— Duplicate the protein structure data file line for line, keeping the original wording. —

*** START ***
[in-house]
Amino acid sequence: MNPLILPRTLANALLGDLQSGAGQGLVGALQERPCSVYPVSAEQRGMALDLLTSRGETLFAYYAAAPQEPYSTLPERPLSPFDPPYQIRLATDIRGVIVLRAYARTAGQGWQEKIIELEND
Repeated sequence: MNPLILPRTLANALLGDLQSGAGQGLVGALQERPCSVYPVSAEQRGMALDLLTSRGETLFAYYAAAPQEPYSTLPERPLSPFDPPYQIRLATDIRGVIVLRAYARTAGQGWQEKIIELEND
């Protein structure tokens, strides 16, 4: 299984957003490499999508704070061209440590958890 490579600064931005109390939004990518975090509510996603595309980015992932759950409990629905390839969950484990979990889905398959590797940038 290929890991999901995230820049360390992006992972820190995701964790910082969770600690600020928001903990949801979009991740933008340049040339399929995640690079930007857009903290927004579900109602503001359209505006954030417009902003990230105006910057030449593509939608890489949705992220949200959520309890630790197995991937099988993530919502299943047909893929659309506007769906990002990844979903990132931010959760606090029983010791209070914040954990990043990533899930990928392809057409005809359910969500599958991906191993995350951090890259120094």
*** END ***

[in-house]
Amino acid sequence: MNPLILPRTLANALLGDLQSGAGQGLVGALQERPCSVYPVSAEQRGMALDLLTSRGETLFAYYAAAPQEPYSTLPERPLSPFDPPYQIRLATDIRGVIVLRAYARTAGQGWQEKIIELEND
Repeated sequence: MNPLILPRTLANALLGDLQSGAGQGLVGALQERPCSVYPVSAEQRGMALDLLTSRGETLFAYYAAAPQEPYSTLPERPLSPFDPPYQIRLATDIRGVIVLRAYARTAGQGWQEKIIELEND
């Protein structure tokens, strides 16, 4: 299984957003490499999508704070061209440590958890 490579600064931005109390939004990518975090509510996603595309980015992932759950409990629905390839969950484990979990889905398959590797940038 290929890991999901995230820049360390992006992972820190995701964790910082969770600690600020928001903990949801979009991740933008340049040339399929995640690079930007857009903290927004579900109602503001359209505006954030417009902003990230105006910057030449593509939608890489949705992220949200959520309890630790197995991937099988993530919502299943047909893929659309506007769906990002990844979903990132931010959760606090029983010791209070914040954990990043990533899930990928392809057409005809359910969500599958991906191993995350951090890259120094």